According to the USDA National Nutrient Database, one cup of chopped raw broccoli (approximately 91 grams) contains 31 calories, 0 grams of fat, 6 grams of carbohydrate (including 2 grams of sugar and 2 grams of fiber) and 3 grams of protein.
Just one cup of broccoli provides over 100 percent of your daily need for vitamin C and vitamin K and is also a good source of vitamin A, folate, and potassium.
Broccoli ranks among the top 20 foods in regards to the ANDI score (Aggregate Nutrient Density Index), which measures vitamin, mineral, and phytonutrient content in relation to caloric content.
Broccoli belongs to the cruciferous vegetable family, which includes kale, cauliflower, Brussels sprouts, bok choy, cabbage, collard greens, rutabaga, and turnips. These nutrition powerhouses supply loads of nutrients for few calories.
If you are trying to eat healthier, cruciferous vegetables like broccoli should be at the very top of your grocery list. If you or your kids are not big fans of broccoli, be sure to read the how to incorporate more broccoli into your diet section for tips and delicious recipes.
Broccoli is known to be a hearty and tasty vegetable which is rich in dozens of nutrients. It is said to pack the most nutritional punch of any vegetable. When we think about green vegetables to include in our diet, broccoli is one of the foremost veggies to come to our mind. Coming from the cabbage family, broccoli can be categorized as an edible green plant.
Consuming fruits and vegetables of all kinds has long been associated with a reduced risk of many lifestyle-related health conditions.
Many studies have suggested that increasing consumption of plant foods like broccoli decreases the risk of obesity, diabetes, heart disease, and overall mortality.
It may also promote a healthy complexion and hair, increased energy, and overall lower weight.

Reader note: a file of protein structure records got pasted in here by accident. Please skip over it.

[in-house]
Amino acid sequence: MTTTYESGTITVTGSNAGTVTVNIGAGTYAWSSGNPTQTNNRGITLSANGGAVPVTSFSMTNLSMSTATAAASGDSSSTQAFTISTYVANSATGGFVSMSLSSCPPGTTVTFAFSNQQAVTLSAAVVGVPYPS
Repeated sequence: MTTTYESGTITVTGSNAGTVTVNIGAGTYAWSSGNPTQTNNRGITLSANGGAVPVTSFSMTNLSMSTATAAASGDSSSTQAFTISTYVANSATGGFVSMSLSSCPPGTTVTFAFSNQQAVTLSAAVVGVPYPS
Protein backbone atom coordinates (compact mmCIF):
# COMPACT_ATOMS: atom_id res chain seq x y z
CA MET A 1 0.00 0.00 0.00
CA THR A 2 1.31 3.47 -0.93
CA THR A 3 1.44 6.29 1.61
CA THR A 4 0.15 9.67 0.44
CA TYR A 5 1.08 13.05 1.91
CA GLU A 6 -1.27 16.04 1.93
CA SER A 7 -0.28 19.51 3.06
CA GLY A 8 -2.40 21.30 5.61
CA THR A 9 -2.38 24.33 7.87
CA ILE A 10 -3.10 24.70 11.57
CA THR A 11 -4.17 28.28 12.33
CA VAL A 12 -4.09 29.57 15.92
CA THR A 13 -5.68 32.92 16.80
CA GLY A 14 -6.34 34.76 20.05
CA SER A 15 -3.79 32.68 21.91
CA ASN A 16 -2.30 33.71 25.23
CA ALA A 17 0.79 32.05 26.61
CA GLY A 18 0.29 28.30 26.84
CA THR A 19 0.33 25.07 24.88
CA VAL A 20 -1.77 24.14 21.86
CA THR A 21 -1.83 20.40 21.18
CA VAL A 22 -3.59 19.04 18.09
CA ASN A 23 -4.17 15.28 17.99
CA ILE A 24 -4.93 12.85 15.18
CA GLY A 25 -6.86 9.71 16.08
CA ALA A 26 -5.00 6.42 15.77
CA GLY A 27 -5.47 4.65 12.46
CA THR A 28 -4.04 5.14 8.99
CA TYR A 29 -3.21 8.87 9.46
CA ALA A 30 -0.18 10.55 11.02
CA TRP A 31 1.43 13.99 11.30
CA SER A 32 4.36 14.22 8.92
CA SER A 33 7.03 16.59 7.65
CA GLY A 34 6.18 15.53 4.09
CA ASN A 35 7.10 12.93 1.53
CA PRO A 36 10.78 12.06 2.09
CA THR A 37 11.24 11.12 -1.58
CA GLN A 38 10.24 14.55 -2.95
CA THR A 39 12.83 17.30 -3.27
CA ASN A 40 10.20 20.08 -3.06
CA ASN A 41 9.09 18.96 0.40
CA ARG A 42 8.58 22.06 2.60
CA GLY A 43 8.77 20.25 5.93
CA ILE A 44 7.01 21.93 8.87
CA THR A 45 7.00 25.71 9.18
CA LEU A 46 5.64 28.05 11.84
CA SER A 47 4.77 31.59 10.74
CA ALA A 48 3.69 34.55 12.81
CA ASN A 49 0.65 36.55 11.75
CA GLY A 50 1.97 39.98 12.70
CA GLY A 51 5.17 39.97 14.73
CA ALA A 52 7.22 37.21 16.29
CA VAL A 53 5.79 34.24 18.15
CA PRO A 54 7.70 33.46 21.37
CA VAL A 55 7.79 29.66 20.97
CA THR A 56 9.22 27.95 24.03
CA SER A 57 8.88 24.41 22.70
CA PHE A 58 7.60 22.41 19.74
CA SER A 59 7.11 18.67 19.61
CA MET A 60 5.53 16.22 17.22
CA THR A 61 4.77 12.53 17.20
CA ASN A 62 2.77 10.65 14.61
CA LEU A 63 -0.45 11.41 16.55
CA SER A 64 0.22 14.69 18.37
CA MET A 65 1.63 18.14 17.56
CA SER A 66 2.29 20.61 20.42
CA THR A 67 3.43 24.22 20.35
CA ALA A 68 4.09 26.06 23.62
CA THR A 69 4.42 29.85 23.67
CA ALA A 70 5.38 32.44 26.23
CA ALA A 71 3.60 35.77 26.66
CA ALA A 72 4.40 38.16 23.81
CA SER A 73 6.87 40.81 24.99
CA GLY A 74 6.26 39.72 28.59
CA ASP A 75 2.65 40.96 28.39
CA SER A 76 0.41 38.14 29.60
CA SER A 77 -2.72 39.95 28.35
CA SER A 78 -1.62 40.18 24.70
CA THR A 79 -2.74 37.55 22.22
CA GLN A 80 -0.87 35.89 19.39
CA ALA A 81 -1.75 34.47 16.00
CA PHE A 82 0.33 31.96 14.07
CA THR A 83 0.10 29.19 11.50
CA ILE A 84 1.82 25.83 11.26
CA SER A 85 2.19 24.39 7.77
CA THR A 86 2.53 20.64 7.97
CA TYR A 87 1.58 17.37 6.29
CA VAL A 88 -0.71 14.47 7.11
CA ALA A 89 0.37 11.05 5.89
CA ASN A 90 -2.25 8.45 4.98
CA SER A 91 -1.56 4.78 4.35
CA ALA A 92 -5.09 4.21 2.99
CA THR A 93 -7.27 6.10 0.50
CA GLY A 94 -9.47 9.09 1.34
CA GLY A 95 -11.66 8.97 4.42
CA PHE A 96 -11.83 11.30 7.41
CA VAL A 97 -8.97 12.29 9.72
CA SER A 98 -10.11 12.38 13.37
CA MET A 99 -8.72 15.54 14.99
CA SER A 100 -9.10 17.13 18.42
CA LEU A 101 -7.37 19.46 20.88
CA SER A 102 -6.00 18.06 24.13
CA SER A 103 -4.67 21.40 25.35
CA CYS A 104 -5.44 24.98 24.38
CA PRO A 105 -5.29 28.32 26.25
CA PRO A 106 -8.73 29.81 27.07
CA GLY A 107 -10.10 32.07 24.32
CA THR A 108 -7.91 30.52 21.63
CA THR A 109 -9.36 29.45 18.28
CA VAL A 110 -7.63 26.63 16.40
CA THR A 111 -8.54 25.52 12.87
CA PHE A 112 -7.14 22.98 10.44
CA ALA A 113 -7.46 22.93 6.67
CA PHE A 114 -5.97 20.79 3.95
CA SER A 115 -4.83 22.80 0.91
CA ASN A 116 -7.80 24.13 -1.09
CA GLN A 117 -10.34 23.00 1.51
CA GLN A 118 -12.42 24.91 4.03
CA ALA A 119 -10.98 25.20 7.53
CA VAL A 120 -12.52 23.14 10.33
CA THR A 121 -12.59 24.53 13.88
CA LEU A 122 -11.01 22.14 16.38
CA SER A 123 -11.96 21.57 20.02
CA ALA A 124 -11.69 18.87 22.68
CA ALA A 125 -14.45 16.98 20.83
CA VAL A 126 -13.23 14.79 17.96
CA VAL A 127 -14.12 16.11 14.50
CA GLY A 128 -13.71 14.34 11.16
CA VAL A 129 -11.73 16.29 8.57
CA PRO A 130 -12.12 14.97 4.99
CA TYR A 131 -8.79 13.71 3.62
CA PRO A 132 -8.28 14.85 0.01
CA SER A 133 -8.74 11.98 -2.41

Broccoli has an impressive nutritional profile. It is “high in fiber, very high in vitamin C and has potassium, B6 and vitamin A,” raved Victoria Jarzabkowski, a nutritionist with the Fitness Institute of Texas at the University of Texas at Austin. “For a nonstarchy vegetable, it has a good amount of protein.”
Broccoli is also packed with phytochemicals and antioxidants. Phytochemicals are chemicals in plants that are responsible for color, smell and flavor. Research shows that they have numerous healthful benefits, according to the American Institute for Cancer Research.
Phytochemicals in broccoli are good for the immune system. They include glucobrassicin; carotenoids, such as zeaxanthin and beta-carotene; and kaempferol, a flavonoid.
Antioxidants are chemicals produced by the body or found in fruits, vegetables and grains. “Antioxidants can help find and neutralize free radicals that cause cell damage,” Jarzabkowski told Live Science.
Free radicals are unstable molecules made during metabolism. The damage they can cause may lead to cancer, according to the National Cancer Institute.
Broccoli is a good source of lutein, a compound antioxidant, and sulforaphane, which is a very potent antioxidant,” Jarzabkowski said.
Broccoli also contains additional nutrients, including some magnesium, phosphorus, a little zinc and iron.
Read Also: 11 Recipes that will make you love Broccoli
How to incorporate more broccoli into your diet
Broccoli is famously one of the least favorite vegetables of many, along with its cruciferous cousin, Brussels sprouts. But what if you have just been storing and preparing it wrong?
Fresh, young broccoli should not taste fibrous, woody, or sulfurous. To make sure you get the best tasting broccoli, store the unwashed vegetable in loose or perforated plastic bags in the crisper drawer of the refrigerator. Only wash broccoli right before eating, as wet broccoli can develop mold and become limp.
Broccoli left at room temperature becomes fibrous and woody. You may not be able to tell by looking, but the flavor of broccoli continues to diminish the older it gets.
Broccoli can be added to wraps, pasta, pizza, or even made into a soup with onion and garlic.
Quick tips to enjoy more broccoli:
- Keep it simple and sauté chopped broccoli drizzled with olive oil, cracked black pepper, and minced garlic.
- Chop raw broccoli and add to your next wrap.
- Top your flatbread or pizza with chopped broccoli before roasting.
- Make your own pesto or pasta sauce and add broccoli.
Here are some of the Benefits of Broccoli
1. Cancer prevention:
Broccoli shares cancer fighting and immune boosting properties with other cruciferous vegetables such as cauliflower, Brussels sprouts and cabbage.
Broccoli contains properties that depletes estrogens which usually cause cancer in the body. Research shows that broccoli is extremely suitable for preventing breast and uterus cancer.
2. Cholesterol reduction